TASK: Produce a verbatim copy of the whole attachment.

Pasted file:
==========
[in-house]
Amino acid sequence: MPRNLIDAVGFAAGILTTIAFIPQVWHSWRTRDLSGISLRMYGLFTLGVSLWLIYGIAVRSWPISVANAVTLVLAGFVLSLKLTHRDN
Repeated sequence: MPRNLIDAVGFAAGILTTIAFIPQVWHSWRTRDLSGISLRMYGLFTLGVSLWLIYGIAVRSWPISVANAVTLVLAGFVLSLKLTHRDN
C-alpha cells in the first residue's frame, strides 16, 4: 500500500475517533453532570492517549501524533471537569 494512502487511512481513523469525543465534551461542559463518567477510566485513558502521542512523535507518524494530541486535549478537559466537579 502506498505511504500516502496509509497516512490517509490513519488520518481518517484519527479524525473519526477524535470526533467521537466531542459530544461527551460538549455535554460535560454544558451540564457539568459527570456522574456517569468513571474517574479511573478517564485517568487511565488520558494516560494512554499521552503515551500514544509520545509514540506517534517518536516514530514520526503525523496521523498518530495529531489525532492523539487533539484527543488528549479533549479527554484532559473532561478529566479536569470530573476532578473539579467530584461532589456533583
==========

[in-house]
Amino acid sequence: MPRNLIDAVGFAAGILTTIAFIPQVWHSWRTRDLSGISLRMYGLFTLGVSLWLIYGIAVRSWPISVANAVTLVLAGFVLSLKLTHRDN
Repeated sequence: MPRNLIDAVGFAAGILTTIAFIPQVWHSWRTRDLSGISLRMYGLFTLGVSLWLIYGIAVRSWPISVANAVTLVLAGFVLSLKLTHRDN
C-alpha cells in the first residue's frame, strides 16, 4: 500500500475517533453532570492517549501524533471537569 494512502487511512481513523469525543465534551461542559463518567477510566485513558502521542512523535507518524494530541486535549478537559466537579 502506498505511504500516502496509509497516512490517509490513519488520518481518517484519527479524525473519526477524535470526533467521537466531542459530544461527551460538549455535554460535560454544558451540564457539568459527570456522574456517569468513571474517574479511573478517564485517568487511565488520558494516560494512554499521552503515551500514544509520545509514540506517534517518536516514530514520526503525523496521523498518530495529531489525532492523539487533539484527543488528549479533549479527554484532559473532561478529566479536569470530573476532578473539579467530584461532589456533583